After a summer of stable, but still high coronavirus case counts, experts fear a second wave of COVID-19 infections as the weather gets colder and winter sets in. Eli Klein, an epidemiologist at Johns Hopkins University School of Medicine, told the Washington Post in September that the wave will likely gather pace during the fall, and peak around Election Day in early November. Cases have been steadily rising in European countries already, giving the U.S. some insight into what a second wave of infections might look like. But if you're thinking back to the early days of the pandemic, know that the second wave might differ quite a lot from the first.
One reason it'll be different is that scientists and individuals know a lot more about how to prevent the spread of COVID-19 — and that helps researchers understand what a second wave might look like.
"Colder weather drives people indoors, which we now know is riskier than outdoor settings," Dr. Seema Sarin M.D., director of lifestyle medicine at EHE Health, tells Bustle. Lower levels of air flow inside mean there's less chance of COVID-19 droplets dispersing harmlessly in the breeze, and more of a chance that you'll breathe them in and get infected.
It's worth remembering that we're now all old hands at dealing with the coronavirus, which might help make the second wave less intense. “If everyone is rigorous about mask use, physical distancing, appropriate hand hygiene, and avoids venues where masks are not used, especially indoor poorly ventilated spaces, the feared increase in new infections will hopefully be minimized," Dr. Thomas A. Russo M.D., a professor in the Division of Infectious Diseases at the Jacobs School of Medicine and Biomedical Sciences at the University of Buffalo, tells Bustle.
"Everything being equal, outcomes are improving."
But Dr. Sarin says that our months of preparation could backfire if people experience quarantine fatigue. "This is an adaptive reaction of the brain and emotions marked by low motivation to keep following safety guidelines." If people are thoroughly sick of masks, hand-washing, and social distancing, they might be less likely to keep acting safely, and that could send case numbers up again. It might also be harder for people to adapt if their communities have to re-introduce severe COVID-19 protections in fall and winter after gradually reopening over the summer. Paris is enforcing early bar and restaurant closing times and limiting gatherings to 10 people, while the three largest cities in The Netherlands will see new rules on face masks in shops and a ban on more than three visitors at home.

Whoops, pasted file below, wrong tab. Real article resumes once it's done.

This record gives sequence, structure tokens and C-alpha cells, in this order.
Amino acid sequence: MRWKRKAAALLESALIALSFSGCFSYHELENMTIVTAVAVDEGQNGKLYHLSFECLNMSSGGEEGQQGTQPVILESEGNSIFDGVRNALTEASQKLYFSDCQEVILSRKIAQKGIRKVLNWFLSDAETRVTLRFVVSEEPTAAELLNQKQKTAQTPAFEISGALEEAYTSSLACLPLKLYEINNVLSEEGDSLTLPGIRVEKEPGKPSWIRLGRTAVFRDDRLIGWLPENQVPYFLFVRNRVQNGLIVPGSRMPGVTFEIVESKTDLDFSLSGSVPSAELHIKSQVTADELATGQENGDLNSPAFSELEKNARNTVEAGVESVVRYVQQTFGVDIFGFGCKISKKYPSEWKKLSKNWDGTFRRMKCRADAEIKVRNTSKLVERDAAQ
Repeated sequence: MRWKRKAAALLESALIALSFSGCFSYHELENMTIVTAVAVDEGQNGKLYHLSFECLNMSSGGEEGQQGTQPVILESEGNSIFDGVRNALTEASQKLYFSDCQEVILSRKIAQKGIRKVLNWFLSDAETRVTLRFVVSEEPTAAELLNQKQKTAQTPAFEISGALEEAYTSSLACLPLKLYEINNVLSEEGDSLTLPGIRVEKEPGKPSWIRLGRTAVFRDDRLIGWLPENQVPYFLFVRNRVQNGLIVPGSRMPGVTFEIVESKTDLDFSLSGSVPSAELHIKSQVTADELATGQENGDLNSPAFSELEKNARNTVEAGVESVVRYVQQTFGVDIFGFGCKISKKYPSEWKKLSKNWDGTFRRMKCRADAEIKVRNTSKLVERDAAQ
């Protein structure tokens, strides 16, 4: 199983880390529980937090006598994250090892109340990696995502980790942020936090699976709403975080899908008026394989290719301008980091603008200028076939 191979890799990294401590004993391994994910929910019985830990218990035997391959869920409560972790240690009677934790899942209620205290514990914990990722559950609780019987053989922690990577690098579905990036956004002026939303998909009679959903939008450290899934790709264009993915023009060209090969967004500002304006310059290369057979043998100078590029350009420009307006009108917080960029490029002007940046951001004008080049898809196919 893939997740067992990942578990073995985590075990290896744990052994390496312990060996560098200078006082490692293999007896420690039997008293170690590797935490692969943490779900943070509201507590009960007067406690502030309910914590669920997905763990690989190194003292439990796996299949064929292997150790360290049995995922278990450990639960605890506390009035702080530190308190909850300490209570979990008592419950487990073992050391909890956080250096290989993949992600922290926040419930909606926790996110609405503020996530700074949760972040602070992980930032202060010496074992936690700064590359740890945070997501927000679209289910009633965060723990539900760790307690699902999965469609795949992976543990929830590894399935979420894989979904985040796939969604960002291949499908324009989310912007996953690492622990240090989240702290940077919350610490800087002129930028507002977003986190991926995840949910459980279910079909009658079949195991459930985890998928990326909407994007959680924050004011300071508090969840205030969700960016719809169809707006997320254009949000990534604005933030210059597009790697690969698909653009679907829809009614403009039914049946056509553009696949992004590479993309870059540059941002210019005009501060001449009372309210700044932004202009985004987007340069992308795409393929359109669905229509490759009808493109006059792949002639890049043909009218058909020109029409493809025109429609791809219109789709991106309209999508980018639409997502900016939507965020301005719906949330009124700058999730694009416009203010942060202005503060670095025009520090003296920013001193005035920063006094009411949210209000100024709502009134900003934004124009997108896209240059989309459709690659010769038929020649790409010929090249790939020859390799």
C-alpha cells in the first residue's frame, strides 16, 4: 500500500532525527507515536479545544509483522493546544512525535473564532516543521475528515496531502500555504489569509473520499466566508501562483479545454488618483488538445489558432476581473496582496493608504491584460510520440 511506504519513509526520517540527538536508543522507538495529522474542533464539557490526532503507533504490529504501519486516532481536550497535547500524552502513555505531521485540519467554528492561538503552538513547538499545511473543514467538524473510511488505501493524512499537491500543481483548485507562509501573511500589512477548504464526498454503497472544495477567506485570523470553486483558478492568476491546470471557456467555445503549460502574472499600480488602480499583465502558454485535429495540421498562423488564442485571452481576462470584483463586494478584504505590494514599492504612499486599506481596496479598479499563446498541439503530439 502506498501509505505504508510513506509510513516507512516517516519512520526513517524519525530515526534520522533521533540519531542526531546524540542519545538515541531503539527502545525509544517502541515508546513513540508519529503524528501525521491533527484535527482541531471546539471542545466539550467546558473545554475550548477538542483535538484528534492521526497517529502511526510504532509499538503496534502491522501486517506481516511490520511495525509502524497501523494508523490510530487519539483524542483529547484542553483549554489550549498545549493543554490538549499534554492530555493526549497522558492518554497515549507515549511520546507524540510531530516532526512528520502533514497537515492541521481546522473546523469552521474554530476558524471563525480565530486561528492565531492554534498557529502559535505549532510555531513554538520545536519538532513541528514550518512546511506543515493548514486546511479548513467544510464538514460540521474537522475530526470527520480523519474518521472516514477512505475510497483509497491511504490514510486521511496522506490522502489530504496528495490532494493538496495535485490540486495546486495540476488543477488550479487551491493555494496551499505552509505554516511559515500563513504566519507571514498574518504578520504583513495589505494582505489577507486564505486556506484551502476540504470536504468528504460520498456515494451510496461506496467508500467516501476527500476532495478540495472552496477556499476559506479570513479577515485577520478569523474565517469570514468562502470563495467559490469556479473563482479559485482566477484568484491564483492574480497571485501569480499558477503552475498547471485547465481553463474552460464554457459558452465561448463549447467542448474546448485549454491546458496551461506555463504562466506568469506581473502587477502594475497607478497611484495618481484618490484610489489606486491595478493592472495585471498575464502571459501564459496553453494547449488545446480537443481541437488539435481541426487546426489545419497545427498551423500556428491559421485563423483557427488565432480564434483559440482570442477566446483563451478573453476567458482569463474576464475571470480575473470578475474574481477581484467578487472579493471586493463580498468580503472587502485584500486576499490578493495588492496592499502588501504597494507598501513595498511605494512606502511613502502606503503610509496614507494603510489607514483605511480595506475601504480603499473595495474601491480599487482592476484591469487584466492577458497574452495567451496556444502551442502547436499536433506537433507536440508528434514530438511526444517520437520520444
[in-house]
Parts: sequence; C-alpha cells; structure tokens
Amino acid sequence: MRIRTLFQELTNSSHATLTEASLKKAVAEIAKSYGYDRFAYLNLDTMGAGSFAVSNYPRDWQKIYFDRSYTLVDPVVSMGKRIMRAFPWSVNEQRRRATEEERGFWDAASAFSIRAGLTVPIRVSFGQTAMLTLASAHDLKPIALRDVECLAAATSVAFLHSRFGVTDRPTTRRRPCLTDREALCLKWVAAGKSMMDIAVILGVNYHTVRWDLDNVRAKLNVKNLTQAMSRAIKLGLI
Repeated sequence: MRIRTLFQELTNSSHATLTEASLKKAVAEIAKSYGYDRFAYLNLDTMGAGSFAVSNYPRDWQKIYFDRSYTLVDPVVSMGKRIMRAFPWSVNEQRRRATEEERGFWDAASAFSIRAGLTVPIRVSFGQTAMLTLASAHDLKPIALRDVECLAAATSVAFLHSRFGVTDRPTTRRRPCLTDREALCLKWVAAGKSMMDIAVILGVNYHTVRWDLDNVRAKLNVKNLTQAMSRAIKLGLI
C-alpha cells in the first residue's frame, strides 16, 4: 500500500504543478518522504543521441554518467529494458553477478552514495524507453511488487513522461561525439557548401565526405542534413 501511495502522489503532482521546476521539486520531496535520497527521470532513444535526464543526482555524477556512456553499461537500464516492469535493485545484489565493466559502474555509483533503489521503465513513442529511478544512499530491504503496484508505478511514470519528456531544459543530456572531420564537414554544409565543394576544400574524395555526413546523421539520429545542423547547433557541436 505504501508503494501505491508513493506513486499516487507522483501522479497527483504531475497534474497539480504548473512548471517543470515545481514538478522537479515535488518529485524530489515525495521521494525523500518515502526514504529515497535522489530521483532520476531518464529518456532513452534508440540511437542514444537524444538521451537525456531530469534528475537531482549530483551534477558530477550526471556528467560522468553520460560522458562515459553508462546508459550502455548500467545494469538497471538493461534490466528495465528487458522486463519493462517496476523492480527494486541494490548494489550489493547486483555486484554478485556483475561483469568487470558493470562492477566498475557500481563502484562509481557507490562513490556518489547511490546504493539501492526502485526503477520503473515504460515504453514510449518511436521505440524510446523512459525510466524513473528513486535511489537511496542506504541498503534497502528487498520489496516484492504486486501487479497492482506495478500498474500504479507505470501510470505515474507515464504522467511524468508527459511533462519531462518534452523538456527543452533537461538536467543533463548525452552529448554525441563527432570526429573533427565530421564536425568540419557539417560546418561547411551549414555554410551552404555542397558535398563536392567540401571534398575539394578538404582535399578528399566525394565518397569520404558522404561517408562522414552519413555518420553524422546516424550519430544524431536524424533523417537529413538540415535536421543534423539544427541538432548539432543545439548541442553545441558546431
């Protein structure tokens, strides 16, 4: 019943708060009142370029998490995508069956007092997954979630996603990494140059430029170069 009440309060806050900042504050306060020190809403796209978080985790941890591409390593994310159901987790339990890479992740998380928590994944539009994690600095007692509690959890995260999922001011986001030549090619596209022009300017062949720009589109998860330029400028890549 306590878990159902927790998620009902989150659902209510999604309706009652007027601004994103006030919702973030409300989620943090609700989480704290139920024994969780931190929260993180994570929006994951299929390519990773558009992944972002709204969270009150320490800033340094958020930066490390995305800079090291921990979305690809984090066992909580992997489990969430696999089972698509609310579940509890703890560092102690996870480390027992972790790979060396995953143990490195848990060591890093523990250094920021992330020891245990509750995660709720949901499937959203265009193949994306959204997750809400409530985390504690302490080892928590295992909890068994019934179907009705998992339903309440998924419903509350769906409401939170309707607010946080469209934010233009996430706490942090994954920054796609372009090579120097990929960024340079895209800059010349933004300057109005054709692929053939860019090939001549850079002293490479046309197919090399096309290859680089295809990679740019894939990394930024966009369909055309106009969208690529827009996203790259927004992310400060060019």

There's reason to be hopeful, though. “We have learned a lot on how to best treat serious coronavirus infections since the beginning of this pandemic, and as a result, everything being equal, outcomes are improving," Dr. Russo says. Treatments like proning, where seriously ill patients are put on their stomachs to improve oxygen flow, and the use of medications like remdesivir and dexamethasone, show a lot of promise, Dr. Sarin says. That means that while more people might end up getting hospitalized, their stays might be shorter and their treatment more effective.
And the people who are most likely to experience serious COVID-19, like the elderly and people with immune conditions, might be less likely to catch it in the second wave. “The vulnerable were most severely affected in the first wave of this pandemic," Dr. Russo says. "We have learned how to protect them from infection, and hopefully they have learned how to best protect themselves. This knowledge will go a long way towards decreasing bad outcomes.”
Still, winter is also flu season, and that means everyone, low and high risk, need to be careful. "It's possible that mixing a second wave of COVID-19 with the seasonal flu could overwhelm the healthcare system," Dr. Sarin says. All the more reason to get your flu shot this year.
The second wave is coming, and it's definitely something to take seriously. "Ultimately, COVID-19 remains a novel infection, and there is still a lot to learn," Dr. Sarin says. "But improved medical knowledge combined with public compliance with risk mitigation strategies can help to manage the likely second wave of outbreaks."
Dr. Thomas A. Russo M.D.
Dr. Seema Sarin M.D.